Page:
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Argentina’s Soybean Acreage Response to Changes in Price Incentives

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  • Luis Lanteri

    ()
    (Central Bank of Argentina)

Abstract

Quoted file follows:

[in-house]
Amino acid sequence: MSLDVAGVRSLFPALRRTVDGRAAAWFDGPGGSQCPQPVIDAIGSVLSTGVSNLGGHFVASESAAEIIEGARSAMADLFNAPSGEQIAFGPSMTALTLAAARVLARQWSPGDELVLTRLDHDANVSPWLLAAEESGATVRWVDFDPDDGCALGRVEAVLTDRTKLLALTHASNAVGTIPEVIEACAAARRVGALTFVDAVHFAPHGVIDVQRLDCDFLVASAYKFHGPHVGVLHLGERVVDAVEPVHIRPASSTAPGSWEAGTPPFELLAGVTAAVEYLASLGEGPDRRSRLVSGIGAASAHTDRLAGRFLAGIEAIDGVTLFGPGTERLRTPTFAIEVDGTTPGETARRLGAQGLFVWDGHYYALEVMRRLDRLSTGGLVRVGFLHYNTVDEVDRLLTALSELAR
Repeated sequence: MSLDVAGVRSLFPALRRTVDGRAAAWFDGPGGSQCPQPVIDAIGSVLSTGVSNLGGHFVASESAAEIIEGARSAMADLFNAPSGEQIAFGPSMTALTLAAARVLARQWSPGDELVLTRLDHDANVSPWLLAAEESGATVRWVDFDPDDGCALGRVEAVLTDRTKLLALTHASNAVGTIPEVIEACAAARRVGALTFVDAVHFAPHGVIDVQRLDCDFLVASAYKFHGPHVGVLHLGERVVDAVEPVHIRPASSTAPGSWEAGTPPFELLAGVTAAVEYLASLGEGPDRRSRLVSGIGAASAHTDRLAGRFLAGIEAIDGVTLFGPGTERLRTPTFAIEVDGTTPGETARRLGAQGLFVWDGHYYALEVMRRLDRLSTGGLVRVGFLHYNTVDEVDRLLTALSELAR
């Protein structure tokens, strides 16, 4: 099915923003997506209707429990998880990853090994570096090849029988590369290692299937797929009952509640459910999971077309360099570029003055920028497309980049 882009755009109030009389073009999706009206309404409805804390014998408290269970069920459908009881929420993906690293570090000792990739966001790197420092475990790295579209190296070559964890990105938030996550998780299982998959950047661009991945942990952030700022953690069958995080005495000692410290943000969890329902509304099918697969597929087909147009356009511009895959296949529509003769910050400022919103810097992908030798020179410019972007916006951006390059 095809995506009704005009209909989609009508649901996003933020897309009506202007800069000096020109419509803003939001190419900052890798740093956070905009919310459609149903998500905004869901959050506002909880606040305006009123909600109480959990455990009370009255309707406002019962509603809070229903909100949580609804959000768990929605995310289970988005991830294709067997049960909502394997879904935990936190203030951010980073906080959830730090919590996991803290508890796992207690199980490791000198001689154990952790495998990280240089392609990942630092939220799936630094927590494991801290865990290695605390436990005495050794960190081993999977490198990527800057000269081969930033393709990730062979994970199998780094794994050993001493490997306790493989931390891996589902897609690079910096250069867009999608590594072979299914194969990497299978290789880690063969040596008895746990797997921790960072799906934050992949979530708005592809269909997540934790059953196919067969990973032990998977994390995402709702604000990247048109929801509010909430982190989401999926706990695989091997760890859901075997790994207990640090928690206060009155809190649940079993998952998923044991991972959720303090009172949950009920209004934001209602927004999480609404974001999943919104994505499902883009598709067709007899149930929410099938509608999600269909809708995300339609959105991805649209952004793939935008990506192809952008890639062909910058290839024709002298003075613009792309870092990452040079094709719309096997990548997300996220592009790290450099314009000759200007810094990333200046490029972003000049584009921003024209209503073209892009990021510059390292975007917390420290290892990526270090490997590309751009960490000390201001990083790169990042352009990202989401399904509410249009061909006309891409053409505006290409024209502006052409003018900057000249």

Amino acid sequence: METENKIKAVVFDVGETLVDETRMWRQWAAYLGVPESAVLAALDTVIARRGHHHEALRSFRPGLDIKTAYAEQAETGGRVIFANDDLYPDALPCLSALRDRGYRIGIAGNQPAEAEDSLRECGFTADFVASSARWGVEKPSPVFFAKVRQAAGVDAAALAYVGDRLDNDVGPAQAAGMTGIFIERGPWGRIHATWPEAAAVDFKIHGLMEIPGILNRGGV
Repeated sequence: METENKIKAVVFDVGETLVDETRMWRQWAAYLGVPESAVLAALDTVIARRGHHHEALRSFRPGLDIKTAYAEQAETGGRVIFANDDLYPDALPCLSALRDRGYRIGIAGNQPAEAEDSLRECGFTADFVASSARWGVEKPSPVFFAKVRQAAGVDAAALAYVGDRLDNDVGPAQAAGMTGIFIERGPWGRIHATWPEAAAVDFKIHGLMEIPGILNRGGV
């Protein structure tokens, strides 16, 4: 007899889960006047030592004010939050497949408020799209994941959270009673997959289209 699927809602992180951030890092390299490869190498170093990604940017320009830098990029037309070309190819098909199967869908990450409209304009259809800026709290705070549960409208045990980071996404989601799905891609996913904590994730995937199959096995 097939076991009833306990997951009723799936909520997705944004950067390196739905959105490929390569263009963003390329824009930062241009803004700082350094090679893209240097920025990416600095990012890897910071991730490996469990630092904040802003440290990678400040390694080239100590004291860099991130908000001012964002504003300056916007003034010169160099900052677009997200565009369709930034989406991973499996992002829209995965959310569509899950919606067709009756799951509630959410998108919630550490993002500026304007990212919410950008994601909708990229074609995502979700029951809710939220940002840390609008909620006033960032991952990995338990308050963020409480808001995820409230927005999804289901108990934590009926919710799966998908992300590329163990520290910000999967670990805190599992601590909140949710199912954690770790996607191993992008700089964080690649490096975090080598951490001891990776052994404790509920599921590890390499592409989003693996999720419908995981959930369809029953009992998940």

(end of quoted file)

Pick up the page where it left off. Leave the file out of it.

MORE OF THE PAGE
Agriculture in Argentina encompasses the entire range of field crop and livestock activities, including corn, wheat, sunflower and soybeans. Most notably, Argentina is the world’s leading exporter of soybean products (soyoil and soymeal) and ranks thirds behind the United States and Brazil as a producer and exporter of soybeans. The soybean complex accounts for more than 25 percent of the total exports in our country. Argentina’s soybean sector did not emerge until the early 1970s lagging Brazil by more than a decade. In 1970, only 36.000 hectares of soybeans were harvested in Argentina, compared with 1.7 million hectares in Brazil and over 17 million in the United States. Once soybean production gained a foothold, a strong natural comparative advantage over cereal production continued to boost plantings in Argentina. By 1990, 5.0 million hectares were planted to soybeans and production reached nearly 10.8 million tons. This expansion involved both new land entering soybean production as well as a shift of existing farmland from coarse grains, pasture and others. Soybean production continued to increase rapidly in Argentina, growing at nearly 8 percent per year since 1990 and continuing to accelerate into the late 1990s and 2000s. In 2006, 16 million hectares of soybeans were harvested (production 47.5 million tons). However, unlike the substantial yield improvements of the previous years, soybean production growth in the last decades was almost entirely the result of continued area expansion. Initially, Argentina’s soybean area expanded mostly in the central production zone in the heart of the Pampas. The central provinces of Cordoba, Buenos Aires and Santa Fe dominate soybean production. However, in recent years, the soybean area in the northern and northwestern states has also expanded. The rapid expansion of soybean area in Argentina has received a boost from the adoption of biotech soybeans and from the availability of early maturing varieties that help to diminish weather risk. Improved weed control also benefited the subsequent rotational crop, while early maturing varieties improved the potential for double cropping in the same year (wheat-soybeans). In the 1960s and 1970s, econometric models of agricultural supply, either at the sector level or at commodity level, were formulated, in general, in terms of time series, following the model proposed by Nerlove (1958) and by Grilliches (1959) and referred as adaptative expectations and partial adjustment models, respectively. In particular, Nerlove’s model requires a one-step direct estimation of production as a function of prices and other relevant variables. These models suffered problems of spurious regressions frequently. This paper deals with the question of how responsive farmers in Argentina are to changes in incentives. We employ Johansen’s (1988) and Johansen and Juselius (1990) multivariate cointegration approach and covering the period 1974-2006. The paper investigates for this country the long-run effect of pricing policies, risk and certain non-price factors on soybean acreage. The models are estimated from variables measured in levels and should the suspicion of non-stacionarity be confirmed by the data. In those cases where cointegration relationships are found, estimated supply elasticities tend to lay between 2.37 and 5.24 by the total country. The model includes the area planted to soybeans as a function of expected relative prices (in terms of the best technical alternative), the use of some inputs, risks and other variables relevant in the agricultural production. The results show an important response of soybean supply with respect to economic incentives. In terms of policy these supply elasticities mean that depressed prices may cut down substantially soybean production from one year to the next, or on the other hand, a spectacular increase in area planted could be expected from an increase in the level of soybean relative prices.